Microsoft came out at E3 looking like a lost dog stuck between a transition of generations that desperately wanted to talk about a new generation, but they couldn’t. So what we got instead was a few random announcements, teases we should say, and questions about the future of Xbox. I mean they had to show Halo to get the excitement going, but there were very little details between games, and follow up shows proved that games (such as Halo) were not even on a current release schedule. It is a surprising route to take when they gave Sony some flak for for doing a similar thing last year (announcing games years out to make their line-up look robust), but they had no choice. Xbox literally hit a wall and Microsoft knows it, now they are looking for ways to fix it.
Microsoft seems to have been battling trouble this entire generation. Sparking some fans rage early on by making Xbox One more about entertainment than gaming, and then following it up with a lot of twists and turns that has changed the Xbox One over years of retail. Xbox One has probably evolved more than any console in the industry during it’s short time on shelves and Microsoft is clearly learning where they want to go. Fans are being listened to, and clearly Microsoft is setting up Xbox for a new direction in the close future.
With concepts like Xbox Game Pass, Xbox Play Anywhere, cross platform play, stellar streaming with Windows devices, and a few other additions to the family, Microsoft has learned how to bridge gamers with technology. We could even say the Xbox One X would be a groundbreaking mid generation leap with rather great performance, and true 4K support. This console was nothing but a pure gamer request that came true. They took no limits in trying to give gamers what they want.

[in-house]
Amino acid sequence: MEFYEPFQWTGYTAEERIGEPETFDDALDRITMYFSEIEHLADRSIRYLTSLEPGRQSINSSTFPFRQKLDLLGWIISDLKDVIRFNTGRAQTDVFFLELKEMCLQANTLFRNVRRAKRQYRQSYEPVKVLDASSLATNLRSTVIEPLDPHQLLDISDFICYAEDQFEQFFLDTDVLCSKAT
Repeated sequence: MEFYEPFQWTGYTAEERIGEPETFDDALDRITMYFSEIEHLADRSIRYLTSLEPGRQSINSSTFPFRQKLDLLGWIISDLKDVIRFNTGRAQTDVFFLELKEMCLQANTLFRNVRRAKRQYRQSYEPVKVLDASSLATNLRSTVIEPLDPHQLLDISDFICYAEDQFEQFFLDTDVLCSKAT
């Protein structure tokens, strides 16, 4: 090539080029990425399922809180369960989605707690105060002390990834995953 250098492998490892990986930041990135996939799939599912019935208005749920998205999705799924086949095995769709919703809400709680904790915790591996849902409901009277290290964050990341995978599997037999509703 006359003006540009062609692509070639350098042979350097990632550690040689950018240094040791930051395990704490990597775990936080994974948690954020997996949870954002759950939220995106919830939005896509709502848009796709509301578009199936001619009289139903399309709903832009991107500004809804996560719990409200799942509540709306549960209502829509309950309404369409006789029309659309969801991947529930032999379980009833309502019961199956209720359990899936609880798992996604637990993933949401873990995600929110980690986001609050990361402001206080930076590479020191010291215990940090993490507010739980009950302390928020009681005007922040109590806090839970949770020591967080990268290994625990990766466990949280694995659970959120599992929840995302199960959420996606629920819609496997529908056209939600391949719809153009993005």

But then comes more trouble. Xbox has all these great ideas, great tech, but a library that lacks the ability to show anything off. Xbox has been rather lonely on the exclusive front and due to publishers needing to create games for the general audience, the use of high performance hasn’t been necessary. This is where relying heavily on third parties becomes an issue. I’m not sure why Microsoft hasn’t turned to their exclusive studios to make Xbox One X look godly, but nothing has really been noticeably better on the console. Third parties not only need to cater to standard Xbox One console, but PS4 as well, meaning a game can’t be noticeably “better” on a single unit that less than a quarter of people own. I personally have not even bothered to turn on my Xbox in a while, and there hasn’t been a reason to beyond jumping in Halo with a few friends. Which makes me question why Microsoft is such a huge supporter of cross platform play because the only reason to turn on a Xbox lately is to play a third party game with friends. Take that aspect away and you are no longer forced to play Xbox to play with those friends.